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Archives of Sexual Behavior

, Volume 38, Issue 4, pp 538–550 | Cite as

Psychophysiological Response Patterns and Risky Sexual Behavior in Heterosexual and Homosexual Men

  • Erick JanssenEmail author
  • David Goodrich
  • John V. Petrocelli
  • John Bancroft
Original Paper

Abstract

The past few years have seen an increased awareness of the relevance of studying the role of sexual response, emotion, and traits such as sensation seeking and the propensity for sexual inhibition in risky sexual behavior. The current study examined the association between self-reported sexual risk taking and psychophysiological response patterns in 76 heterosexual and homosexual men. Measures included genital, electrodermal, startle eyeblink, and cardiovascular responses, and stimuli included threatening (depicting coercive sexual interactions) and nonthreatening (depicting consensual sexual interactions) sexual film excerpts. Sexual risk taking was hypothesized to be associated with decreased inhibition of sexual arousal and hyporeactive affective and autonomic responses to threatening sexual stimuli. Controlling for age and number of sexual partners in the past year, sexual risk taking (number of partners during the past 3 years with whom no condoms were used) was found to be associated with stronger genital responses and smaller eyeblink responses to both threatening and nonthreatening sexual stimuli. Correlations between genital and subjective sexual arousal were relatively low. Sexual risk taking was related to sensation seeking but not to the propensity for sexual inhibition. The findings suggest that risky sexual behavior may involve a role for psychophysiological mechanisms that are specific to sex as well as for ones that are associated with more general approach/avoidance response tendencies.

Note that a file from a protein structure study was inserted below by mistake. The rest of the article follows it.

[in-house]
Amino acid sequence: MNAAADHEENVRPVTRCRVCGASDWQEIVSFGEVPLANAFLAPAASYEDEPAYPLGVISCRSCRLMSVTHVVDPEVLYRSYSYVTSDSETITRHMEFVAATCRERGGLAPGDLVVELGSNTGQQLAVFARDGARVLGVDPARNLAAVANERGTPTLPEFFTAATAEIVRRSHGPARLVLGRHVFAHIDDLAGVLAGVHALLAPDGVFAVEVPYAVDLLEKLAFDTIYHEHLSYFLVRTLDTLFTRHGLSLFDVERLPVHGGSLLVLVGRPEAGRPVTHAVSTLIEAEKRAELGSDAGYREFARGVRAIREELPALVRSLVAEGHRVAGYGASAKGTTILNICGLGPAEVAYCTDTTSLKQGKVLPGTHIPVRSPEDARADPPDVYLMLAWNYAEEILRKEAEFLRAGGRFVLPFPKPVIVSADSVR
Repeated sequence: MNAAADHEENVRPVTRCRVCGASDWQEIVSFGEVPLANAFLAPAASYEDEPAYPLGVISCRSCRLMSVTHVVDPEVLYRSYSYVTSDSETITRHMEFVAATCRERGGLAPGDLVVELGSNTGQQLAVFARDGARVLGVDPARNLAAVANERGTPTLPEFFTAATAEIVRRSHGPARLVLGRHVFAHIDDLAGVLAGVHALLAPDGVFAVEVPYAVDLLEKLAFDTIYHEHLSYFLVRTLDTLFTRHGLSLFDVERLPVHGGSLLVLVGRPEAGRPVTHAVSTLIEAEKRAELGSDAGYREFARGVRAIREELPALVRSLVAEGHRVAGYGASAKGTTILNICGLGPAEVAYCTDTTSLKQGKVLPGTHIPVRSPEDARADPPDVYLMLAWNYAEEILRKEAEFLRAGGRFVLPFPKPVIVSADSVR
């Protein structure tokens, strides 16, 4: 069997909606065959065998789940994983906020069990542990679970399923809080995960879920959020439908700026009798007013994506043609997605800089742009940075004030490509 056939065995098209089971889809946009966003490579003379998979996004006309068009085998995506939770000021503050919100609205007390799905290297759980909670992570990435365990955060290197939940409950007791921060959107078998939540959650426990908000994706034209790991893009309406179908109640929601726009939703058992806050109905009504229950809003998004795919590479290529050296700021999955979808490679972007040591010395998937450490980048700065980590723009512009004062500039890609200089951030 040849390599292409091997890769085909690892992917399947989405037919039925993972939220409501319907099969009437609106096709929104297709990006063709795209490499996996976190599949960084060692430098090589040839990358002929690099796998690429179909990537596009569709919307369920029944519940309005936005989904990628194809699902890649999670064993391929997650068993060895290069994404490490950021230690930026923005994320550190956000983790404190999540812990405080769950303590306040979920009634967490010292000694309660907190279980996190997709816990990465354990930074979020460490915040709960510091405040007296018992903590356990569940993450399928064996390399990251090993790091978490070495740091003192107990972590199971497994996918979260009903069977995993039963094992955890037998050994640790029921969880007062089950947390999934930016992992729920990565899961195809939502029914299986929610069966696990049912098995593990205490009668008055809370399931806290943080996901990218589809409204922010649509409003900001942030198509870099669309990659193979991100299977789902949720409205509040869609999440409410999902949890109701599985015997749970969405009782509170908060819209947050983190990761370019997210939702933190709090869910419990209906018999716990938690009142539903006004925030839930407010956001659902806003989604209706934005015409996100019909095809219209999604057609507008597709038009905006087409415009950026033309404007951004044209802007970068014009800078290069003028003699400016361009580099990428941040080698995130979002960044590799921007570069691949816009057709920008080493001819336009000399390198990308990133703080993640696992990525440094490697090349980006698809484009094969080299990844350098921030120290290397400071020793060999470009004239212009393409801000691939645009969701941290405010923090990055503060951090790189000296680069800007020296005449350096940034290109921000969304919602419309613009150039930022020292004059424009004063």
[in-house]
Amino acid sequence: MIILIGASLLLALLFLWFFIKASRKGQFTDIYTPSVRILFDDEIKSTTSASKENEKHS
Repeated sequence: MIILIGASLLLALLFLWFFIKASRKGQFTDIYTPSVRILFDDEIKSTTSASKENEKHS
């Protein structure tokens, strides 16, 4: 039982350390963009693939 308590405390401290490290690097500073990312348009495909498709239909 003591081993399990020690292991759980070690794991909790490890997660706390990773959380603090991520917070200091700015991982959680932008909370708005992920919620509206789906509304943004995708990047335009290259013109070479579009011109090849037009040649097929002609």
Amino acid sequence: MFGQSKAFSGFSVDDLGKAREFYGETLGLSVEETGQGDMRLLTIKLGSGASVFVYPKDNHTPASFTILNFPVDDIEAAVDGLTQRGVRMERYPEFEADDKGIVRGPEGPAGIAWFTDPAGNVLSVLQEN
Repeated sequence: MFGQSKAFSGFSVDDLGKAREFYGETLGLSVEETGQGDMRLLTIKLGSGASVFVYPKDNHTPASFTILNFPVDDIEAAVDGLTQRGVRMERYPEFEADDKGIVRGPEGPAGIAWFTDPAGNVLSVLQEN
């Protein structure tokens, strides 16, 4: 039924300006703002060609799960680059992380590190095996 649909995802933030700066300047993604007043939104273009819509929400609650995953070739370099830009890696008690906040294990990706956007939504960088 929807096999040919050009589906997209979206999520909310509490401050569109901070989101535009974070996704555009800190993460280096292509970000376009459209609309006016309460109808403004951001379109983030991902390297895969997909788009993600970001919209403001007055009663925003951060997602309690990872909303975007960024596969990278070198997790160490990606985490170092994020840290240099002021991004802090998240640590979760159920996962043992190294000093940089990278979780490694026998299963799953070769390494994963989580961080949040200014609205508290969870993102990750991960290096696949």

Keywords

Sexual arousal Risky sexual behavior Condom use Psychophysiology 

Notes

Acknowledgements

This study was made possible by NIMH Grant R01-MH60519-02. We wish to thank the various organizations and venues who helped us recruit study participants, the many men who assisted us in the selection of the films, and Todd Agee, Kevin Bogart, and Ken McKinley for their help in collecting the data.

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Copyright information

© Springer Science+Business Media, LLC 2008

Authors and Affiliations

  • Erick Janssen
    • 1
    Email author
  • David Goodrich
    • 1
  • John V. Petrocelli
    • 2
  • John Bancroft
    • 1
  1. 1.The Kinsey Institute for Research in Sex, Gender, and ReproductionIndiana UniversityBloomingtonUSA
  2. 2.Department of PsychologyWake Forest UniversityWinston-SalemUSA

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